Cheat Days: The Good, the Bad, and the Ugly

woman eating pizza

The ray of sunshine in the midst of dieting is the distant promise of that day when we reach our goal weight, and can eat whatever we desire. We push through the painstaking process of calorie-countingcarb-counting, and the dreaded weigh-ins, struggling to wipe the image of a Big Mac or Snickers from our memories.

However, many fitness experts argue that the worst thing we can do to our bodies during a diet is cut out meals that we've grudgingly dubbed 'junk food', stating that a cheat day might actually help you knock off those last few pounds! We've taken a closer look at the pros and cons of cheat days, and whether or not it's time for you to trade off one of your clean meals for something naughty!

The Pros: Research has shown that dieting (especially low-carb diets) creates an energy deficit. This keeps insulin levels low so that burning fat becomes the body's top priority. However, the body will eventually adapt to the new eating regime and the metabolism will start to adjust to conserve energy. Throwing in a cheat day occasionally will keep your metabolism guessing, which can ultimately help you lose weight. Also, long-term dieting can cause your levels of thyroid hormones, leptin, and a growth factor called IGF to decline, so a cheat meal helps keep them elevated and healthy. Diets lead to low muscle glycogen levels, which often cause feelings of fatigue or sluggishness during workouts. The infrequent boost in your calorie and carb intake from a cheat meal can actually improve your energy!

The Cons: Psychological ramifications of cheat days can be a strong deterrent. People can make themselves physically ill from either stuffing themselves with junk food, or fantasizing about cheat meals days in advance. Following a cheat day, some people experience guilt or shame, and the added stress can actually lead to weight gain as well as other negative side effects. Guilt can lead to symptoms like sleeping difficulties, digestive issues, anxiety and eating disorders. In addition, the high fat and sugar content in junk food can trigger cravings for unhealthy food, and resisting temptation may prove to be an impossible obstacle to overcome. Dieting is all about mind over body, so make sure that you can handle the stress.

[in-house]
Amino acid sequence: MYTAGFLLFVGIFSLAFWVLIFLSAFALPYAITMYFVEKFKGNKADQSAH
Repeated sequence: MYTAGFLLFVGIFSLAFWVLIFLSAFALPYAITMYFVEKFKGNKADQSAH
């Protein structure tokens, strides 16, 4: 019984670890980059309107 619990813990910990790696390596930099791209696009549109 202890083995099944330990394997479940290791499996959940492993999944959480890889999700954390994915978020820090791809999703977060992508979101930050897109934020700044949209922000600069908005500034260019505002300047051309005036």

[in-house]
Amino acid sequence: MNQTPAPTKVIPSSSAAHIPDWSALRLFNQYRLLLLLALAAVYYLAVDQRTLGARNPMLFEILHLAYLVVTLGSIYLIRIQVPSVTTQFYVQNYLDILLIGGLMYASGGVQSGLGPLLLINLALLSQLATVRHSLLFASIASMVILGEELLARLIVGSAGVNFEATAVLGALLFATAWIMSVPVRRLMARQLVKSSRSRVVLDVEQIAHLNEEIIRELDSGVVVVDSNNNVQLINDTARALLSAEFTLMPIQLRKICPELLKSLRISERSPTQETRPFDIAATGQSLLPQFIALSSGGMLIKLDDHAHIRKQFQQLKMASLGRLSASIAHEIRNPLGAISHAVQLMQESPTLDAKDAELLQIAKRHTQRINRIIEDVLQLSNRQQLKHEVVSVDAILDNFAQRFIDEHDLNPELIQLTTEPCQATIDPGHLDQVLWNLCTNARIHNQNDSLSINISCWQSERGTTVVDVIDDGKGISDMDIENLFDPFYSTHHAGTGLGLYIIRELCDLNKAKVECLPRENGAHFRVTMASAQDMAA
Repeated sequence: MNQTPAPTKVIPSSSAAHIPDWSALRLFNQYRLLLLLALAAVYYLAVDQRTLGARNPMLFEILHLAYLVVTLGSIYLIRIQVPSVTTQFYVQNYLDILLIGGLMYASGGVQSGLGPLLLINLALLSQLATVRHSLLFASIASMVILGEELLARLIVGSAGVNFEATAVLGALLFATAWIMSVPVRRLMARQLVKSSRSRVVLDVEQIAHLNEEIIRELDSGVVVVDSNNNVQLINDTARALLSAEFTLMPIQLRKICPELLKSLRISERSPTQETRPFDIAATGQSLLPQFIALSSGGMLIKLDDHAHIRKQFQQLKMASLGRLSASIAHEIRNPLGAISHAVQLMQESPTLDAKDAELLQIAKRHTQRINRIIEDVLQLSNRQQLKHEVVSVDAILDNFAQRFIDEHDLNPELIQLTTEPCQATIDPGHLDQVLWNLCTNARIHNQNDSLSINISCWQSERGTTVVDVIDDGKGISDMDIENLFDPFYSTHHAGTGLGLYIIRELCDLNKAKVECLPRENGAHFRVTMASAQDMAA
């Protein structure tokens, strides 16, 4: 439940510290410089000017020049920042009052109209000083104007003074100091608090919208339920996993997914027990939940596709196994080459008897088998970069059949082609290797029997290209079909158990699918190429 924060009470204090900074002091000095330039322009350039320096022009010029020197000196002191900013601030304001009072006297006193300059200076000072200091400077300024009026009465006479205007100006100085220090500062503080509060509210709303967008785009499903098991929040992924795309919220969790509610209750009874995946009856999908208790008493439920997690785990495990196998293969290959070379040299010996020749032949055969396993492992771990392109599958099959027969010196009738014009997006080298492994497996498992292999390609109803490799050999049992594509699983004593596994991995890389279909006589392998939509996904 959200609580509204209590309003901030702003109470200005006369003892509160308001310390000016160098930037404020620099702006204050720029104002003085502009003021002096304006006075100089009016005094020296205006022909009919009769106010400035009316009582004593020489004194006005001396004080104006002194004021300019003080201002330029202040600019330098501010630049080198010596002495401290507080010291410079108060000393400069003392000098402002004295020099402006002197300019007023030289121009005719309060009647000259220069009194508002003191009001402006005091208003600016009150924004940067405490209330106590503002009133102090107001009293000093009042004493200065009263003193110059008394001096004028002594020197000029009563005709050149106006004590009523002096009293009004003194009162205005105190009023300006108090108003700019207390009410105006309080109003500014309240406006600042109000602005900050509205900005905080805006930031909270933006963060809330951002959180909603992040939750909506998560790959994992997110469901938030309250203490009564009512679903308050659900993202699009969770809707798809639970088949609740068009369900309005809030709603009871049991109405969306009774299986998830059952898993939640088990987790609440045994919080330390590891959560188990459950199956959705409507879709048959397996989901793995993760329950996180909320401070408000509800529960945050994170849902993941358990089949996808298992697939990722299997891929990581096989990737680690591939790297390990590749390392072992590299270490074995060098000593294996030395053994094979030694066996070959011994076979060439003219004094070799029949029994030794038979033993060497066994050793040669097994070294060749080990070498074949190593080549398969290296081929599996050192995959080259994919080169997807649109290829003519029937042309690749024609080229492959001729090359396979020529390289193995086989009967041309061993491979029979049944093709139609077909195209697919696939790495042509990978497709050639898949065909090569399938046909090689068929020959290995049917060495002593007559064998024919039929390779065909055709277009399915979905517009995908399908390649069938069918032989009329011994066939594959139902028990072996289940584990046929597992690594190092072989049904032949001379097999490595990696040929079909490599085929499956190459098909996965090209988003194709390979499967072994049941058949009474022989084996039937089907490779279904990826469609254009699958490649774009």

• Try a cheat meal instead: In order to avoid the gluttony of a cheat day, try a cheat meal once or twice a week. It can be challenging to stay on track after a day of donuts, fast food, and ice cream, so keep your indulgence realistic. Limit that meal to 500-800 calories so it won't inhibit fat-burning processes - it'll just kick your metabolism into gear.
  • Drink more water: While drinking water should always be a priority, try to down a couple extra glasses with your cheat meal. It will prevent fluid retention if you are consuming food that is high in sodium.
yellow brita water pitcher
  • Plan your meal: By regulating when and what you are going to eat, you will have more control over your cheat meal. If you splurge in the heat of the moment on a Big Mac, it's only going to get harder to mediate those cravings in the future.
  • Cheat responsibly: Instead of heading for the nearest fast food chain, try to stock your cheat meals full of carbs instead. The body is fully equipped to break down carbs and use them for energy. Not so much with the chemicals in your favorite junk food.
  • Cheat snacks: If you find that you have become obsessed with analyzing every detail of your cheat meal days in advance, consider cheat snacks a couple times a week instead. These will eliminate the anxiety, but still satisfy your cravings.
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The benefits of cheat meals are hard to dismiss, but make sure that you are ready to take on the extra challenge. Indulgence often comes at a price!

For more information, check out the sources below:

Muscle & FitnessBodyBuilding.comAppetite for Health